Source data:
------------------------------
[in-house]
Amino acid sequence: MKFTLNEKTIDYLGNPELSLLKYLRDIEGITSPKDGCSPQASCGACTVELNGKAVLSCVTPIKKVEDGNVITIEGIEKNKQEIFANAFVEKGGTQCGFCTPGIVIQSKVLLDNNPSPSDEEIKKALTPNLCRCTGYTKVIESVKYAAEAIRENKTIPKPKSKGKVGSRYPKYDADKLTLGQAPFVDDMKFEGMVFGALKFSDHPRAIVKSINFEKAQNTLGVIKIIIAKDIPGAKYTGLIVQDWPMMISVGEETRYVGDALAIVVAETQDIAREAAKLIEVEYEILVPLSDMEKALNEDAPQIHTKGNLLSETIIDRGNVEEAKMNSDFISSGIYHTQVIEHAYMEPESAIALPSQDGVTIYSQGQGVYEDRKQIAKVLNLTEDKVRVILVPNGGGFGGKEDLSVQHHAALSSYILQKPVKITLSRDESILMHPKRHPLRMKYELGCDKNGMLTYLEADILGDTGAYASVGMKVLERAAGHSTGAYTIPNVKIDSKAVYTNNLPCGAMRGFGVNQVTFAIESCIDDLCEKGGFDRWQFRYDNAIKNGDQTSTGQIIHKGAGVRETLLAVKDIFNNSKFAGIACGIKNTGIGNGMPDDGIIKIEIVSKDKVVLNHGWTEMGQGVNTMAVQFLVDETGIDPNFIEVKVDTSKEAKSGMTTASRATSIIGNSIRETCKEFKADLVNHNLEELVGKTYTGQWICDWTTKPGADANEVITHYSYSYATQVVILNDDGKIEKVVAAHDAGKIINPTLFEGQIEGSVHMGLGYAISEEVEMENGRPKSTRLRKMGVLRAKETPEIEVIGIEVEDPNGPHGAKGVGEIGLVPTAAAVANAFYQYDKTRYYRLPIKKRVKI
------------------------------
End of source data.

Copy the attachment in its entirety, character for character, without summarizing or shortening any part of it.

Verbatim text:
[in-house]
Amino acid sequence: MKFTLNEKTIDYLGNPELSLLKYLRDIEGITSPKDGCSPQASCGACTVELNGKAVLSCVTPIKKVEDGNVITIEGIEKNKQEIFANAFVEKGGTQCGFCTPGIVIQSKVLLDNNPSPSDEEIKKALTPNLCRCTGYTKVIESVKYAAEAIRENKTIPKPKSKGKVGSRYPKYDADKLTLGQAPFVDDMKFEGMVFGALKFSDHPRAIVKSINFEKAQNTLGVIKIIIAKDIPGAKYTGLIVQDWPMMISVGEETRYVGDALAIVVAETQDIAREAAKLIEVEYEILVPLSDMEKALNEDAPQIHTKGNLLSETIIDRGNVEEAKMNSDFISSGIYHTQVIEHAYMEPESAIALPSQDGVTIYSQGQGVYEDRKQIAKVLNLTEDKVRVILVPNGGGFGGKEDLSVQHHAALSSYILQKPVKITLSRDESILMHPKRHPLRMKYELGCDKNGMLTYLEADILGDTGAYASVGMKVLERAAGHSTGAYTIPNVKIDSKAVYTNNLPCGAMRGFGVNQVTFAIESCIDDLCEKGGFDRWQFRYDNAIKNGDQTSTGQIIHKGAGVRETLLAVKDIFNNSKFAGIACGIKNTGIGNGMPDDGIIKIEIVSKDKVVLNHGWTEMGQGVNTMAVQFLVDETGIDPNFIEVKVDTSKEAKSGMTTASRATSIIGNSIRETCKEFKADLVNHNLEELVGKTYTGQWICDWTTKPGADANEVITHYSYSYATQVVILNDDGKIEKVVAAHDAGKIINPTLFEGQIEGSVHMGLGYAISEEVEMENGRPKSTRLRKMGVLRAKETPEIEVIGIEVEDPNGPHGAKGVGEIGLVPTAAAVANAFYQYDKTRYYRLPIKKRVKI